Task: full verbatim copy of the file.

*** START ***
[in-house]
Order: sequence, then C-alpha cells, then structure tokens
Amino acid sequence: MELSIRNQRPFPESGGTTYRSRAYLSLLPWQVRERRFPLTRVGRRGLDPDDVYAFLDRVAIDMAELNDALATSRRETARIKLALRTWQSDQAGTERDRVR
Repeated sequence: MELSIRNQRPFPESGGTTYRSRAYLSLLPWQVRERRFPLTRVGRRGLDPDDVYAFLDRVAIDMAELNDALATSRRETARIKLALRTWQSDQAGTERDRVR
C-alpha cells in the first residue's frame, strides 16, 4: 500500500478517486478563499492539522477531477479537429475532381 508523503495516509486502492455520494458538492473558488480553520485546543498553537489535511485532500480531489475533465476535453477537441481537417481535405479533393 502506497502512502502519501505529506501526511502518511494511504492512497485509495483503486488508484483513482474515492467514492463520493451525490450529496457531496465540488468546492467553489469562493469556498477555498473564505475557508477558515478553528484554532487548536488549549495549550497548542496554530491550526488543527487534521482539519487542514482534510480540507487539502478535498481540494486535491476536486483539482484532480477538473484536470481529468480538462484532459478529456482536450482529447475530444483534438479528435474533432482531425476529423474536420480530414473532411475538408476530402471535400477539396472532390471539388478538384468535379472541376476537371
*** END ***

[in-house]
Order: sequence, then C-alpha cells, then structure tokens
Amino acid sequence: MELSIRNQRPFPESGGTTYRSRAYLSLLPWQVRERRFPLTRVGRRGLDPDDVYAFLDRVAIDMAELNDALATSRRETARIKLALRTWQSDQAGTERDRVR
Repeated sequence: MELSIRNQRPFPESGGTTYRSRAYLSLLPWQVRERRFPLTRVGRRGLDPDDVYAFLDRVAIDMAELNDALATSRRETARIKLALRTWQSDQAGTERDRVR
C-alpha cells in the first residue's frame, strides 16, 4: 500500500478517486478563499492539522477531477479537429475532381 508523503495516509486502492455520494458538492473558488480553520485546543498553537489535511485532500480531489475533465476535453477537441481537417481535405479533393 502506497502512502502519501505529506501526511502518511494511504492512497485509495483503486488508484483513482474515492467514492463520493451525490450529496457531496465540488468546492467553489469562493469556498477555498473564505475557508477558515478553528484554532487548536488549549495549550497548542496554530491550526488543527487534521482539519487542514482534510480540507487539502478535498481540494486535491476536486483539482484532480477538473484536470481529468480538462484532459478529456482536450482529447475530444483534438479528435474533432482531425476529423474536420480530414473532411475538408476530402471535400477539396472532390471539388478538384468535379472541376476537371